It was not a good week for art, therefore, but I am choosing to focus on the positive of the flaws and failings being learning opportunities. I have, as stated above, learned that I need to actually plan out what I am doing with the gelli plate rather than just shoving elements together and hoping for the best. The solution is more practice. I have a small gelli plate so perhaps I will keep that to hand and have a play with it more frequently to see if I can develop some sort of process that works for me. I have also learned that layering remains something that I struggle with and I should probably just conclude that it is not my thing and stick to techniques that do work for me. Investing time and energy into approaches that result in pleasing outcomes is ultimately going to be more fulfilling than trying to learn a technique that eludes me. It is OK for me to hone the skills I possess instead of chasing after the ones I don’t. My mojo will return.
The Art Journal Adventure prompt for last week was to use horizontal and vertical elements. Perhaps it was because I had recently been reading Dylan Thomas’ poem ‘Fern Hill’ to my 11 year old son but the idea of horizontal and vertical lines automatically made me think of fields in a verdant green landscape and a little house nestled beneath a hill. The idea seemed simple enough but it literally took me a full week to take the page from inception to completion. Each colour of acrylic in the patchwork landscape represents a quick burst of art action in my daily schedule. Worked on in such short bursts here and there throughout the week, it took an awfully long time for the page to fill with colour. Thankfully, once all the painting was done and dry, the finishing touches were completed quickly. That was just the case of doodling with paint pens while watching the news and drinking a cup of tea one morning. It was those little details that pulled the page together and made it a coherent, stitched together quilt of a landscape rather than a chaotic mish-mash.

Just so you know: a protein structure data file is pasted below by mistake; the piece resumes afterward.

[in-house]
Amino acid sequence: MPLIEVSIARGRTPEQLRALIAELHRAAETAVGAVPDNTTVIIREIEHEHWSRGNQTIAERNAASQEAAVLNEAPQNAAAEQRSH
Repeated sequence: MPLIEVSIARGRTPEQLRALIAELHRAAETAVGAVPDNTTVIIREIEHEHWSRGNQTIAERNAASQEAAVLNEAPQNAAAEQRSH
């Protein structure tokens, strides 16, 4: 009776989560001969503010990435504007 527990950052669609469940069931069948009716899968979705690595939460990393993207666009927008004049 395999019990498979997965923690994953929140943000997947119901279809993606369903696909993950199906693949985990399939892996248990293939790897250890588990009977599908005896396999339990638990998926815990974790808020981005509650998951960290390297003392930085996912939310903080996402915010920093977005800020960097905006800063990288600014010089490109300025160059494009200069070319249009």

Knowing me as you do, you may not be surprised to see the direction I took this week’s Art Journal Adventure prompt. The prompt was “Opening” which could be used in either a literal or metaphorical way or both. I immediately visualised a rib cage opening to reveal a heart.
I used Dylusions black marble paint to coat my page because it creates a really rich black with a lovely smooth finish which is perfect for drawing on with paint pens. The approach I took was the exact same as the one I used to create the Lady Death page in my other current art journal but this time I kept it the doodles much simpler because I wanted to get the whole thing done and dusted within one week’s rations of art time. I think it goes without saying that I did not use any references when illustrating the skeleton. Anatomical accuracy was not remotely going to happen. The rib cage I drew – however short of a few ribs – opens like window shutters to reveal the interior of the body. I knew I wanted to include the heart as a reference to the idea of opening up to someone, thus connecting the literal and metaphorical possibilities of the prompt. Having drawn the heart into the centre of the opening, however, I decided that there was too much empty space. I, therefore, added a pair of lungs. I repeated the pink and red colours elsewhere in the drawing of the skeleton to make the interior and exterior visually coherent.